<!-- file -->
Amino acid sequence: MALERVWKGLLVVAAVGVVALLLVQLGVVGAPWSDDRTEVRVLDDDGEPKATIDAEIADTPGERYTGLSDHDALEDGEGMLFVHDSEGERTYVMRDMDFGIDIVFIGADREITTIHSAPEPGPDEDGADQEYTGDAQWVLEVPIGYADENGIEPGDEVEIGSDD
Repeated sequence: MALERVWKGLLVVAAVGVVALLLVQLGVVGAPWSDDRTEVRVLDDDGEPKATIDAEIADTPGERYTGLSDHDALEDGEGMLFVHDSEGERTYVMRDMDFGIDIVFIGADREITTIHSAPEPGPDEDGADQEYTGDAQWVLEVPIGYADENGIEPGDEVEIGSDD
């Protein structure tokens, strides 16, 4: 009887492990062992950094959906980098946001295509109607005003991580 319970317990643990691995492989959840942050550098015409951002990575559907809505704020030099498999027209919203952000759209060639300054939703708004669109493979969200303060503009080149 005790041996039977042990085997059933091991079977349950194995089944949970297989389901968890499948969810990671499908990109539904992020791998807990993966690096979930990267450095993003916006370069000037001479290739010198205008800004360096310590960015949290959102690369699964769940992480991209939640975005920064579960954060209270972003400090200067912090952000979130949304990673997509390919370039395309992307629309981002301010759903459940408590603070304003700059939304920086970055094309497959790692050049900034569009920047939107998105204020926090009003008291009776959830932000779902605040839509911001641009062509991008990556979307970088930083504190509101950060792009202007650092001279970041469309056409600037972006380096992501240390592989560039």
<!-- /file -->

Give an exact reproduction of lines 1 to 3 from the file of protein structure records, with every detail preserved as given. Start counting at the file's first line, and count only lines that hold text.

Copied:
Amino acid sequence: MALERVWKGLLVVAAVGVVALLLVQLGVVGAPWSDDRTEVRVLDDDGEPKATIDAEIADTPGERYTGLSDHDALEDGEGMLFVHDSEGERTYVMRDMDFGIDIVFIGADREITTIHSAPEPGPDEDGADQEYTGDAQWVLEVPIGYADENGIEPGDEVEIGSDD
Repeated sequence: MALERVWKGLLVVAAVGVVALLLVQLGVVGAPWSDDRTEVRVLDDDGEPKATIDAEIADTPGERYTGLSDHDALEDGEGMLFVHDSEGERTYVMRDMDFGIDIVFIGADREITTIHSAPEPGPDEDGADQEYTGDAQWVLEVPIGYADENGIEPGDEVEIGSDD
């Protein structure tokens, strides 16, 4: 009887492990062992950094959906980098946001295509109607005003991580 319970317990643990691995492989959840942050550098015409951002990575559907809505704020030099498999027209919203952000759209060639300054939703708004669109493979969200303060503009080149 005790041996039977042990085997059933091991079977349950194995089944949970297989389901968890499948969810990671499908990109539904992020791998807990993966690096979930990267450095993003916006370069000037001479290739010198205008800004360096310590960015949290959102690369699964769940992480991209939640975005920064579960954060209270972003400090200067912090952000979130949304990673997509390919370039395309992307629309981002301010759903459940408590603070304003700059939304920086970055094309497959790692050049900034569009920047939107998105204020926090009003008291009776959830932000779902605040839509911001641009062509991008990556979307970088930083504190509101950060792009202007650092001279970041469309056409600037972006380096992501240390592989560039």